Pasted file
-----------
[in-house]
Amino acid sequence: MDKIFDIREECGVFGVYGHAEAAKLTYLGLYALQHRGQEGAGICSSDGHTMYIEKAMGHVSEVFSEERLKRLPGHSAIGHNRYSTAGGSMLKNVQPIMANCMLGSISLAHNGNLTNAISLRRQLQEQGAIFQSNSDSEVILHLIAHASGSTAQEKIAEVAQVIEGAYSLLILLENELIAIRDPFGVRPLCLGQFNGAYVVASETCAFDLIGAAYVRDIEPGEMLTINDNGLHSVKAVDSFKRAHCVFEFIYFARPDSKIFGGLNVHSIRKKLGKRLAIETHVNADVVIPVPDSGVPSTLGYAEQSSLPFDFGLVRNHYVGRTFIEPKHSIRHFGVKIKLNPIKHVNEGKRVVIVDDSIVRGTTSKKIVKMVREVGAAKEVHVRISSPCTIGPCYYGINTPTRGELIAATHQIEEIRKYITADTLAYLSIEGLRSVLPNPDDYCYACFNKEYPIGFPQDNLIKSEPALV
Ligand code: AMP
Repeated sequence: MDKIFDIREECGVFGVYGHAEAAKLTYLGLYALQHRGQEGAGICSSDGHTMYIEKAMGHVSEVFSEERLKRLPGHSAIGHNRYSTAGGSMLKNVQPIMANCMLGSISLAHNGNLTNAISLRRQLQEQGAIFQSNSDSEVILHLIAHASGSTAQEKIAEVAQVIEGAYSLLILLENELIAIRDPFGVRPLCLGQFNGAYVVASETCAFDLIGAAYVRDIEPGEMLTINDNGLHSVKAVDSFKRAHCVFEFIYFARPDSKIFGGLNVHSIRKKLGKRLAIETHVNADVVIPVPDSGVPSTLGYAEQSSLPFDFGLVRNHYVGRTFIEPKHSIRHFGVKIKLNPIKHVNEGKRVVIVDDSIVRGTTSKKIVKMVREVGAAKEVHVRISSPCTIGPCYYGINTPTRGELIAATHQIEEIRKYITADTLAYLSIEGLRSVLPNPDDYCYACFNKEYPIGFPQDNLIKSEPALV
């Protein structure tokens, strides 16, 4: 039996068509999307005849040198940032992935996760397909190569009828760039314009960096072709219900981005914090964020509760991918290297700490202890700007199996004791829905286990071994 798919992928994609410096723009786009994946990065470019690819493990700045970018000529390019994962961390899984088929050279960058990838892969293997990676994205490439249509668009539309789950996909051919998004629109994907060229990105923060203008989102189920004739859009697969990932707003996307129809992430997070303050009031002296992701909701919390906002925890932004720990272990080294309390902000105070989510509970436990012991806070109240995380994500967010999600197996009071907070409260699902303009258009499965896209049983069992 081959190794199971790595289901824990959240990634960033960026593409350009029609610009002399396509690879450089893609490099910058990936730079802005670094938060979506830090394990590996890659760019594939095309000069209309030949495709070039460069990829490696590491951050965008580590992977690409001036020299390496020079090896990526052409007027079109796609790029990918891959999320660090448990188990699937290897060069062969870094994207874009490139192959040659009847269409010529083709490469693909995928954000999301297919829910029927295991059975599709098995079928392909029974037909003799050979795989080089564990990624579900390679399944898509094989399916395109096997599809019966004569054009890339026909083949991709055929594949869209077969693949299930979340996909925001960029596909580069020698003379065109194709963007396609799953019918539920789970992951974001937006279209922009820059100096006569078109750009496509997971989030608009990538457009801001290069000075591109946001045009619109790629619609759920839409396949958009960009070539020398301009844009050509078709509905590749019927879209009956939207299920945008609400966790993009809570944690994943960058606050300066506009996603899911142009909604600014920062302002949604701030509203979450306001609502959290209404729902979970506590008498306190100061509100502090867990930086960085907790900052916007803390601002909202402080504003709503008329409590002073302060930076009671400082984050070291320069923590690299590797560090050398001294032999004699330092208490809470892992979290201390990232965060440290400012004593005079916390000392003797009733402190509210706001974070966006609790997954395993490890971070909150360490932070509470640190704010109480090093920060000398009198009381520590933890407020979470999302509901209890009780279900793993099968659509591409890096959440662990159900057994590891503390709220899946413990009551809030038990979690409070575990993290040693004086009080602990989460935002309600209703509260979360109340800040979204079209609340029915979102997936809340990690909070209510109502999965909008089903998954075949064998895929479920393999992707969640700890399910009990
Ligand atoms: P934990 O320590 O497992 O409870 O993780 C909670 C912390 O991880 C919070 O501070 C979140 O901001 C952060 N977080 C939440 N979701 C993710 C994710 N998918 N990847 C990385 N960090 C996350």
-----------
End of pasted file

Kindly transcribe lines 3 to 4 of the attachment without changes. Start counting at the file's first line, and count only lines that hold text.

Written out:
Ligand code: AMP
Repeated sequence: MDKIFDIREECGVFGVYGHAEAAKLTYLGLYALQHRGQEGAGICSSDGHTMYIEKAMGHVSEVFSEERLKRLPGHSAIGHNRYSTAGGSMLKNVQPIMANCMLGSISLAHNGNLTNAISLRRQLQEQGAIFQSNSDSEVILHLIAHASGSTAQEKIAEVAQVIEGAYSLLILLENELIAIRDPFGVRPLCLGQFNGAYVVASETCAFDLIGAAYVRDIEPGEMLTINDNGLHSVKAVDSFKRAHCVFEFIYFARPDSKIFGGLNVHSIRKKLGKRLAIETHVNADVVIPVPDSGVPSTLGYAEQSSLPFDFGLVRNHYVGRTFIEPKHSIRHFGVKIKLNPIKHVNEGKRVVIVDDSIVRGTTSKKIVKMVREVGAAKEVHVRISSPCTIGPCYYGINTPTRGELIAATHQIEEIRKYITADTLAYLSIEGLRSVLPNPDDYCYACFNKEYPIGFPQDNLIKSEPALV